By RONALYN V. OLEA
MANILA — “Is it a crime to offer one’s life for the welfare of others?”
This was the statement of Angelina “Angie” Ipong, former political prisoner, during a forum organized by the National Union of Peoples’ Lawyers (NUPL), Dec. 13.
Ipong was arrested on March 8, 2005 in Lumbayao village, Aloran town, Misamis Occidental, by combined elements of the Philippine National Police’s Criminal Investigation and Detection Group (CIDG) and the Southern Command of the Armed Forces of the Philippines (AFP). She was held incommunicado for 14 days and was subjected to sexual molestation and torture.
An advocate of the rights of peasants and indigenous peoples and a member of the Rural Missionaries of the Philippines, Ipong, like most political prisoners, was slapped with common crimes such as double murder, double frustrated murder, and arson.
“Political detainees who have already served long and completely unjust sentences, continue to languish in jails; even as we have a president who is the son of a political prisoner himself,” Edre Olalia, NUPL secretary general, said.
“After six years [in detention], all the charges against me were dismissed. There was no basis for prolonging my incarceration. That is a terrible injustice to me,” Ipong said.
Bayan Muna Rep. Neri Javier Colmenares condemned the continuing criminalization of political offenses.
“Is it fair that a revolutionary is treated as nobody different from the killers of Ramjen Revilla?” Colmenares said. Ramjen Revilla, who was killed allegedly by family members, is the son of a former senator.
“The issue of political prisoners is an issue involving each one of us. We should not be treated as criminals for the mere exercise of our Constitutional rights,” Colmenares said.
In the same vein, Ipong, now secretary general of Samahan ng Ex-Detainees Laban sa Detensyon at Aresto (Selda), said: “No one should be imprisoned for his/her political beliefs.”
Colmenares said the government must abide by the People vs Hernandez doctrine and the Comprehensive Agreement on Respect for Human Rights and International Humanitarian Law (CARHRIHL).
The former refers to a Supreme Court decision in 1964 stating that all actions undertaken in the pursuit of a political objective are considered a single political offense. The latter is an agreement signed between then Government of the Republic of the Philippines (GRP) and the National Democratic Front of the Philippines (NDFP) upholding the Hernandez political doctrine. The CARHRIHL also stipulates that the GRP shall review the cases of all political prisoners who have been charged, detained, or convicted contrary to Hernandez political doctrine and shall immediately cause their release.
According to the NUPL, of the 356 political prisoners, 303 or 85 percent are charged with common crimes alone.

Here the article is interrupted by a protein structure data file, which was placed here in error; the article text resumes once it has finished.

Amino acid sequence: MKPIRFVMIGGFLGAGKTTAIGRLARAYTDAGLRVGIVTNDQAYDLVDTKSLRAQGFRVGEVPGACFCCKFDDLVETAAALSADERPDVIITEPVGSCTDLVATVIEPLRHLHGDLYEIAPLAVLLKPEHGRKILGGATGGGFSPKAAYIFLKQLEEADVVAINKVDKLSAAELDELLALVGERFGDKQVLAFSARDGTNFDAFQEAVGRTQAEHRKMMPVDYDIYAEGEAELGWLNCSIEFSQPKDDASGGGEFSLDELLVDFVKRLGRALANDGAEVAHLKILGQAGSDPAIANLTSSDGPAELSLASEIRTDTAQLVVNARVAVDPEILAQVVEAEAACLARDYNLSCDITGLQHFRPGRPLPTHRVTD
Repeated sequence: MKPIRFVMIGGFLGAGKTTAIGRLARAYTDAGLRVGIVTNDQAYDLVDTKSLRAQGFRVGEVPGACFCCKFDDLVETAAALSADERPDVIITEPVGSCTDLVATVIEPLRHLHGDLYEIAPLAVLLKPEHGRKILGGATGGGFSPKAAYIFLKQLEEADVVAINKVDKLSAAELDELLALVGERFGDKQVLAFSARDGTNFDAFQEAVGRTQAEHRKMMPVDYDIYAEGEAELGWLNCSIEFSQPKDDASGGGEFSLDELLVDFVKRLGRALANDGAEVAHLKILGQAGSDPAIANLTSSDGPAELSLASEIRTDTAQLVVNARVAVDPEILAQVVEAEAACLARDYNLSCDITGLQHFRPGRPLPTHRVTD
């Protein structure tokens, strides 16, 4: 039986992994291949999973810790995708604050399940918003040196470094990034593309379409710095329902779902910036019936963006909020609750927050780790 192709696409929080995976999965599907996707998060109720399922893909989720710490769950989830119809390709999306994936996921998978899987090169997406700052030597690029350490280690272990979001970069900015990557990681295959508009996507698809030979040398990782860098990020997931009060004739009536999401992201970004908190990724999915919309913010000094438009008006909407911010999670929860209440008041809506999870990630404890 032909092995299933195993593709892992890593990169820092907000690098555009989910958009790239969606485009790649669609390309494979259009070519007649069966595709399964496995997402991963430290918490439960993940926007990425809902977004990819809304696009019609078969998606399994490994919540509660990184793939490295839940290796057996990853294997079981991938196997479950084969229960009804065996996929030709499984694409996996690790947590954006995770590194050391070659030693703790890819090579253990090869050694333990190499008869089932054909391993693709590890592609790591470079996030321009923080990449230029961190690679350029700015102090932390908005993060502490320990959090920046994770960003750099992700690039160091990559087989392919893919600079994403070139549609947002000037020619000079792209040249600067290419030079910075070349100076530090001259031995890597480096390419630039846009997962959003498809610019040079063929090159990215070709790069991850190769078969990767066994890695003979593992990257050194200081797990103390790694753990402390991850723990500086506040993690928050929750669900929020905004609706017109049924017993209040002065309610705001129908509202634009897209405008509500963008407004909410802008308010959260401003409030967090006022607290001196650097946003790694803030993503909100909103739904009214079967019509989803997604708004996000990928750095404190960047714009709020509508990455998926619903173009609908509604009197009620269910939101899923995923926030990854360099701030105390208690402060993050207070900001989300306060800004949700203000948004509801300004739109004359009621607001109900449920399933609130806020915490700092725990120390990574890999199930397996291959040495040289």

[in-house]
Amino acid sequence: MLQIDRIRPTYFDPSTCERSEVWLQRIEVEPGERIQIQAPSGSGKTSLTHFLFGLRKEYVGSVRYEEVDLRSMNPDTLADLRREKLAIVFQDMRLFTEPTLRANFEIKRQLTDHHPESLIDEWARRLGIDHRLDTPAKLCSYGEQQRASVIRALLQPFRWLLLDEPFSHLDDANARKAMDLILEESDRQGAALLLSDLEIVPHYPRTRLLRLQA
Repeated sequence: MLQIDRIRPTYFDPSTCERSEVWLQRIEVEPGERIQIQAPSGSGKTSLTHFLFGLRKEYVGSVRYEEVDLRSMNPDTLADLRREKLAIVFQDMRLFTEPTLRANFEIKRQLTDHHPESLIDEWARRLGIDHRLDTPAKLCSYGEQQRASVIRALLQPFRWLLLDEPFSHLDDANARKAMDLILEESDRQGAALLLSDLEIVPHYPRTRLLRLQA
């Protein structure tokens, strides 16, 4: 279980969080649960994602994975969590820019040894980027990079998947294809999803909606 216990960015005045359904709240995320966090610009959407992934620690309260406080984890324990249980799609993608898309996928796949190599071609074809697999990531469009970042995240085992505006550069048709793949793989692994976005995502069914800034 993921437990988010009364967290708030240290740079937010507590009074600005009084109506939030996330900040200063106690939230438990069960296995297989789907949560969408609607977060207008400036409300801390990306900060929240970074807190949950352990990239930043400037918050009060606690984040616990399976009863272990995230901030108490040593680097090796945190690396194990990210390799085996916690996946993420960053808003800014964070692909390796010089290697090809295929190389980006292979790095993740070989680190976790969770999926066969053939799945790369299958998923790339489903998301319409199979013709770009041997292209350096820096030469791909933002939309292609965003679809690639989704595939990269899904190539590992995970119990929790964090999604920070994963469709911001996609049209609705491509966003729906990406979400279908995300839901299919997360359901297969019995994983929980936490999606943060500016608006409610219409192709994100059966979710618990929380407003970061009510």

In the same forum, Satur Ocampo, president of Makabayan coalition, shared his own experience.
Ocampo was first arrested during martial law and charged with subversion and rebellion. “After seven years of trial by the Military Commission, the military could not provide sufficient evidence,” Ocampo said. Ocampo escaped from prison.
Ocampo was again arrested together with his wife Carolina “Bobbie” Malay on July 27, 1989. They were charged with illegal possession of firearms in furtherance of rebellion or subversion, two separate but identical charges of kidnapping with serious illegal detention; and murder. In all four charges, the prosecution alleged that Satur and Bobbie committed these crimes as leaders of the revolutionary Left. Neither was found guilty of any of the crimes. He was freed in 1992, a year after Bobbie was released.
On March 16, 2007, Ocampo was again arrested on charges of multiple murder in connection with the alleged purging in Leyte. He was granted bail by the Supreme Court in April of the same year. Until now, the charges have not been withdrawn.
“The new administration should review cases of political prisoners, as stated in the CARHRIHL. Until now, they violate it,” Ocampo said.
John and Jane Does used vs activists
Colmenares also criticized the practice of filing charges against activists using John Does and Jane Does. By simply amending the information, Colmenares said mass leaders are included in the charge sheet without the benefit of preliminary investigation.
The lawmaker called on the Department of Justice (DOJ) to intervene to stop such practices. “There should be concrete means to prosecute these offenders, including the perjured witnesses, the fiscals and the judges who issued the warrants of arrest,” Colmenares said.